Like many other gibbon species, silvery gibbons exhibit distinct sternal glands. It has been speculated that the glands may play a role in olfactory communication (Geissmann, 1993; Geissmann & Hulftegger, 1994).
Social grooming probably plays a role in reinforcing the bonds between group members.
There is some evidence for self-recognition in the mirror in crested gibbons (Nomascus) and siamangs (Symphalangus), but, so far, not for members of the genus Hylobates (Ujhelyi et al., 2000).
Adult gibbons typically live in the crown region of the forest where they have no natural predators except man. In the lower stories of the forest leopards and pythons may be potential predators of the gibbons (Whitten et al., 1996).
Wild population estimates, status and conservation
Status and conservation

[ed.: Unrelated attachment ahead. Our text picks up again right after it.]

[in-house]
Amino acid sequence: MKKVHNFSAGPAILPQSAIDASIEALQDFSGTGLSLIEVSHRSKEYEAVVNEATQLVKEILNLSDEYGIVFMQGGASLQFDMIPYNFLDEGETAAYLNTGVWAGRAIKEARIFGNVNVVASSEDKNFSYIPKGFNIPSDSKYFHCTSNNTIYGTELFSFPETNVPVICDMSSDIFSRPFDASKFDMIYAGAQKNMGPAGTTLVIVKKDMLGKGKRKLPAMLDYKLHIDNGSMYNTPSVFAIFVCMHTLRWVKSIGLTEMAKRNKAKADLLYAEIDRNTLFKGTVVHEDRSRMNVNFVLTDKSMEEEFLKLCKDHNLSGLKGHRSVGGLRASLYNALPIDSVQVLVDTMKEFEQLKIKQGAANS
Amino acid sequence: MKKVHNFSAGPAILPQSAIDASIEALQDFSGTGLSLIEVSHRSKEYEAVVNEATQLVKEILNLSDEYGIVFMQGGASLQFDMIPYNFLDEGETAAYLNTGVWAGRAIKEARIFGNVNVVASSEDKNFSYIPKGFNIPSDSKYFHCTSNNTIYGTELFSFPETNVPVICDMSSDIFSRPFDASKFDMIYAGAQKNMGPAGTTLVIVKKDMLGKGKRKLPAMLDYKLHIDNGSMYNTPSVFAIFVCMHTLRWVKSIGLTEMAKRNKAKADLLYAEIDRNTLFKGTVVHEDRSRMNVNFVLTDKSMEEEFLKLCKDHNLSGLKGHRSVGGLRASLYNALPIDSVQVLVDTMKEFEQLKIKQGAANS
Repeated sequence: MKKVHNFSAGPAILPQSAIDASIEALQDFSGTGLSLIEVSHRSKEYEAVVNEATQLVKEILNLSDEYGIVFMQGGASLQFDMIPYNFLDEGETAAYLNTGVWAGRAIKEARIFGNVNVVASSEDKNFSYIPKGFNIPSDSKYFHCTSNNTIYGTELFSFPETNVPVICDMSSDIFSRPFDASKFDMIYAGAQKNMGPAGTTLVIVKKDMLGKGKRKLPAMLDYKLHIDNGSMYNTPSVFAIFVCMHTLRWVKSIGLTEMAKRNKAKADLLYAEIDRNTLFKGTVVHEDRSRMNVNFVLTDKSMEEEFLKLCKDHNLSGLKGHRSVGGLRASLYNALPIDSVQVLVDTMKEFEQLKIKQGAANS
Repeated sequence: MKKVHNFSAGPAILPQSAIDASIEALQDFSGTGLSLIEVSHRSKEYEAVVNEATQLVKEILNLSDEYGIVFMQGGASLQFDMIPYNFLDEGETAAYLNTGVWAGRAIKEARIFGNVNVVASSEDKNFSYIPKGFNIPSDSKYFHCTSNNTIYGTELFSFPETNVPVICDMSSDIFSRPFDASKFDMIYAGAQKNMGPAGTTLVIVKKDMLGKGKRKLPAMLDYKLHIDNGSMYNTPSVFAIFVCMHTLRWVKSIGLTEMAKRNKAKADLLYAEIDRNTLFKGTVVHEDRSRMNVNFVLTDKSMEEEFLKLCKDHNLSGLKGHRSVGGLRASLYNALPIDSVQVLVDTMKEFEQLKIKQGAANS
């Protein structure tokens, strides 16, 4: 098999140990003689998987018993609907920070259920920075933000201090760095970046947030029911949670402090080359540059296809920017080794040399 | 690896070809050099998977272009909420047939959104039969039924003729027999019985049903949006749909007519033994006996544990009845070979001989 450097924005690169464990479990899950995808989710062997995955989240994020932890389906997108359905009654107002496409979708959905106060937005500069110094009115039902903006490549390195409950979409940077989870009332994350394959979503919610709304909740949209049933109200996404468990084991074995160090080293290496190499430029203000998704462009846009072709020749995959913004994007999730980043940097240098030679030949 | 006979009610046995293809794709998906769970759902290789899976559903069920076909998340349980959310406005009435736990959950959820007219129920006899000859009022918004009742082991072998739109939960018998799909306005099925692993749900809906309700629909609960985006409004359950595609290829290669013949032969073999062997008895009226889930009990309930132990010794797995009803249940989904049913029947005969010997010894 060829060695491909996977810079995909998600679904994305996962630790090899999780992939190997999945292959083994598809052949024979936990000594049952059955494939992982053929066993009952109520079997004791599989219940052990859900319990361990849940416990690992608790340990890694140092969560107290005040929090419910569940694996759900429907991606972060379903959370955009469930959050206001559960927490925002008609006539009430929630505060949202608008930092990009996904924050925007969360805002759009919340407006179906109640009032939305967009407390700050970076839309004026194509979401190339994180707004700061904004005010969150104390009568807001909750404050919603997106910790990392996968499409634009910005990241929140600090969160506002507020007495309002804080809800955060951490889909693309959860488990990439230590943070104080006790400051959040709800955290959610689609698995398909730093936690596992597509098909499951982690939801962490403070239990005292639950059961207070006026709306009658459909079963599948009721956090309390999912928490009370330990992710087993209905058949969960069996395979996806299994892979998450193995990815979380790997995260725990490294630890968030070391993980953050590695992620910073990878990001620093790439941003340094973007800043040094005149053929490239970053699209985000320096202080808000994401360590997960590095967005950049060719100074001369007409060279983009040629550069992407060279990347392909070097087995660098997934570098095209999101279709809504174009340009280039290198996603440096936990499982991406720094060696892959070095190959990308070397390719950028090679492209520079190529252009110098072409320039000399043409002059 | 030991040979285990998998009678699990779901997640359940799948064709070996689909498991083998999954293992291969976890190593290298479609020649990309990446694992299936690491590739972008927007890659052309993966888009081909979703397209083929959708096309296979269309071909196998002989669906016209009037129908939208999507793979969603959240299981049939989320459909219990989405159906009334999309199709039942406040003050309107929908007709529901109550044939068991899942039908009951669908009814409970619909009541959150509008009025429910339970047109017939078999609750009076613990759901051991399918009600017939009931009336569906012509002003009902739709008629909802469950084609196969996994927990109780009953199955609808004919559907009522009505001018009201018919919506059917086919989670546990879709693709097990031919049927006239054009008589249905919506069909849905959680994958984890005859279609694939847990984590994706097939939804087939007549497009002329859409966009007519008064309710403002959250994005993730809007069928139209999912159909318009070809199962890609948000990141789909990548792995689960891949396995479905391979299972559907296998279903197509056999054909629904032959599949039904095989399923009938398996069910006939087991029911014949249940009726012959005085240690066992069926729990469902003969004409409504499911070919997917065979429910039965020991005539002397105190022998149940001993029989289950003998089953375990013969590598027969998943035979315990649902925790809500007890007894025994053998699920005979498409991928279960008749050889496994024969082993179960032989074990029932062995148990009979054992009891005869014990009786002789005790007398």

In 1978, Kappeler (1981) carried out a survey of forest areas in West and Central Java and estimated the total population of gibbons between 2,400 and 7,900 animals. Several studies carried out in the 1980ís and 90ís resulted in population estimates ranging from 4,892 gibbons (MacKinnon, 1986a, b) and 3,000 gibbons (Asquith, 1995) to 2,000-4,000 gibbons (Supriatna & Wahyono, 2000). However, a Population Habitat Viability Analysis (Supriatna et al., 1994) came to very different conclusions. On the basis of the number of individuals actually observed in a few areas, it was assumed that 400 gibbons approximated the real status of the wild Java gibbons (Supriatna et al., 1994; Ellis, 1996/1997). The inferred decline of 2400-7900 gibbons in 1978 to 400 gibbons in 1994 presumably was the main reason for altering the species conservation status from Endangered to Critically Endangered (Eudey, 1996/1997; Hilton-Taylor, 2000; IUCN, 2001). A subsequent study revealed previously undiscovered populations (Nijman, 2004), and the current number of individuals may be around 4,000-4,500 when these recently found populations are taken into account. This suggests that the species should be down-listed to Endangered (Nijman, 2004).